TU Te Manawa Maurea, the young and vibrant culture group from Manutuke, are enthusiastic about competing for the fourth time at national level this month — and sharing their message.

Te Matatini 2013 is being held at the Rotorua International Stadium from February 21-24, with Tu Te Manawa Maurea set to take their 30-minute bracket to the stage on the Saturday at 5.03pm.

The Rongowhakaata team burst on to the competition scene with a stunning introduction at Tamararo 2006, which secured their spot at the 2007 Te Matatini festival.

The first-time national competition entrants finished seventh overall. They were pipped to stand in the final six by 0.5 of a point.

Since then the team has represented the region twice (Te Matatini 2009 and Te Matatini o Te Ra 2011 in Gisborne) as well as New Zealand in Beijing, China at the 2008 World Folk Song Festival and the 2007 NZ/China Free Trade Agreement signing.

Group tutors Teina Moetara, his sister Christine Moetara and Lorraine Brown are all looking forward to leading Tu Te Manawa Maurea into their fourth nationals.

Their performance bracket this year focuses on the hue (gourd) and its uses in Maori culture, especially as a symbol of peace as depicted through Hineputehue (Maori goddess of peace).

Maori in the old days would use the sound generated from the hue for bringing peace, said Mr Moetara.

Through the broader theme of peace, Mr Moetara said they would also cover some of the big political and environmental issues affecting the region at the moment such as mineral exploration, including hydraulic fracturing and deep-sea drilling.

“We want to show people that we have an approach based on the principles of the hue that could be useful.”

The bracket also reinforces their connection, as a people, to the whenua (land) — the hue connects on a vine in a similar way to the umbilical cord connecting the child to the placenta (also called whenua) that sustains them in the womb.

Mr Moetara said as the last group to take the stage before finalists were announced, Tu Te Manawa Maurea hoped to clear the kaupapa (themes) laid down by the other groups and leave the audience with their kaupapa of rangimarie (peace).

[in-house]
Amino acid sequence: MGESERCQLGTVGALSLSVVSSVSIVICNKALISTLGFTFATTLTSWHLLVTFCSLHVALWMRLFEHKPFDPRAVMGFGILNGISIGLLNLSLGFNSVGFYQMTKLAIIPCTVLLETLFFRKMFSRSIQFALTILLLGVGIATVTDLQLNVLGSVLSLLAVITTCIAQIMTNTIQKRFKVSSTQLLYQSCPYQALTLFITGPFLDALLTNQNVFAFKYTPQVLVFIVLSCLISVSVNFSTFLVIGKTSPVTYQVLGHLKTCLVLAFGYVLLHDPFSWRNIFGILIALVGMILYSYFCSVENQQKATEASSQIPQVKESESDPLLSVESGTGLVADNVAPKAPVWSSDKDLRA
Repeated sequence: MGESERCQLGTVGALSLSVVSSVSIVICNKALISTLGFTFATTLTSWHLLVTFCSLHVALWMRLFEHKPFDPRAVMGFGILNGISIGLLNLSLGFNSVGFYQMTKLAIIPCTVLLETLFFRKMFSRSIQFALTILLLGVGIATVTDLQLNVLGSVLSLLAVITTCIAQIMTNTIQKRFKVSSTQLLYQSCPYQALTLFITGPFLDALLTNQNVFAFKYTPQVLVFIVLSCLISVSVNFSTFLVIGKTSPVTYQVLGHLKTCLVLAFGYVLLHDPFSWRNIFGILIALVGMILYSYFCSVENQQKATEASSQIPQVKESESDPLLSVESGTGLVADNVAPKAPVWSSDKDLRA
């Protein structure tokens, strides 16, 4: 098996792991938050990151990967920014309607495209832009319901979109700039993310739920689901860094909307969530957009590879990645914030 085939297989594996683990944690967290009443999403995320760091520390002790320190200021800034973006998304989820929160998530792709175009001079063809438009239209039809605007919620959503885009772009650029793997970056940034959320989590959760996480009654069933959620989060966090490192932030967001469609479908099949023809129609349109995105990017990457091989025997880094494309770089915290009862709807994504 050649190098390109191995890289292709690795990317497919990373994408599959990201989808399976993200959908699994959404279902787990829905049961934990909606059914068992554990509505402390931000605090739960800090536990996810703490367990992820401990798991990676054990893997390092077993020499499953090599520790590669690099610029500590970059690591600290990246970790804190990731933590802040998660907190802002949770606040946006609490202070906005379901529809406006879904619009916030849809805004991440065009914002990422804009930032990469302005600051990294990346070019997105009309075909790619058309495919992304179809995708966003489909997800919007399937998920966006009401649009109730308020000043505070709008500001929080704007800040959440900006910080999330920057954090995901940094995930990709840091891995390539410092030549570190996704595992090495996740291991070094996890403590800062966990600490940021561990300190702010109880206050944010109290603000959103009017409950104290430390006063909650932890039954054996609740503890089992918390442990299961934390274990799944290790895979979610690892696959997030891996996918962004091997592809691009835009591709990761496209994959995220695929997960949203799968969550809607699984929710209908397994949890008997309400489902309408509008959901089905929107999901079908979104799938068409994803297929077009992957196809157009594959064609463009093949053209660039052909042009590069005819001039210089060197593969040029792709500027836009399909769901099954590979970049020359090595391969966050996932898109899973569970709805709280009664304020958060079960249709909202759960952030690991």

He cited the proverb “e ngaki ana a mua, e toto ana a muri” which means “to clear the pathway of those gone before planting the new idea”.

Mr Moetara said Te Matatini had grown over the years and attributed the popularity of the festival and of Maori performing arts to the uniqueness of haka as an art form.

“There are no other art forms that use large group choreography and music in the way that kapa haka does. I think it is very special in that way,” he said.

It was not just a performance but reinforced the identity of the group, he said.

“For us we are always learning how we can develop better relationships with ourselves. It is an inward journey but it is also an outward one.”

Mr Moetara said Te Matatini competitions were an opportunity for Rongowhakaata to express its cultural heritage and history as whanau members discovered their individual and collective identity, voice and direction.

The contemporary Maori group uses a traditional art form to celebrate the core essence of being Maori.

Rongowhakaata boundaries span an area embracing Gisborne, from the Waikanae Beach foreshore through to Awapuni, up to and over the mouth of the Waipaoa River to Pakirikiri near Browns Beach Road, back inland taking in the community of Manutuke, pushing into the communities of Patutahi and Waituhi, back across the Waipaoa to Matawhero and back to Awapuni.

VIDEO New Zealand Maori Kapa haka dance

Responses to "Kapa haka with message of peace"

  1. casey says:

    I didn't know the women also participated. Nice!

  2. Ria Swift says:

    Every time I watch them it freaks me out. I am mesmerized. Amazing energy.

  3. Anonymous says:

    Impressive! Perhaps something for The United Nations to see or do everyday. Just to pump up themselves before "fighting" for peace.

  4. Anonymous says:


  5. Anonymous says:

    Words can't describe the level of energy that comes from something so beautifull, It's great to see it and i think we should see more traditional things in all ways,Thank you

  6. TeManawa says:

    I am so very proud of you Kapai Kotau - TeManawa

  7. Diana says:

    So extraordinarily beautiful, primal, spiritual!!

  8. Anonymous says:

    I am glad so many young people are learning these ways and the language,

  9. Anonymous says:

    Love these guys!

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